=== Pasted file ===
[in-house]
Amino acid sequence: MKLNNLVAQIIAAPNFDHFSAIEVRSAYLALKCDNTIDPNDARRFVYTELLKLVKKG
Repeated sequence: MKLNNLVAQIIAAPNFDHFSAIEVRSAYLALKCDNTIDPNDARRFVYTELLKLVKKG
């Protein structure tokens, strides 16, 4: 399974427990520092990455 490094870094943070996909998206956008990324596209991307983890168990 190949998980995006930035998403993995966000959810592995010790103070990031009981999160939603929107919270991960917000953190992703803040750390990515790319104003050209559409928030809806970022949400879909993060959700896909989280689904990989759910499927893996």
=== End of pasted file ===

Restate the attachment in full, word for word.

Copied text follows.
[in-house]
Amino acid sequence: MKLNNLVAQIIAAPNFDHFSAIEVRSAYLALKCDNTIDPNDARRFVYTELLKLVKKG
Repeated sequence: MKLNNLVAQIIAAPNFDHFSAIEVRSAYLALKCDNTIDPNDARRFVYTELLKLVKKG
């Protein structure tokens, strides 16, 4: 399974427990520092990455 490094870094943070996909998206956008990324596209991307983890168990 190949998980995006930035998403993995966000959810592995010790103070990031009981999160939603929107919270991960917000953190992703803040750390990515790319104003050209559409928030809806970022949400879909993060959700896909989280689904990989759910499927893996």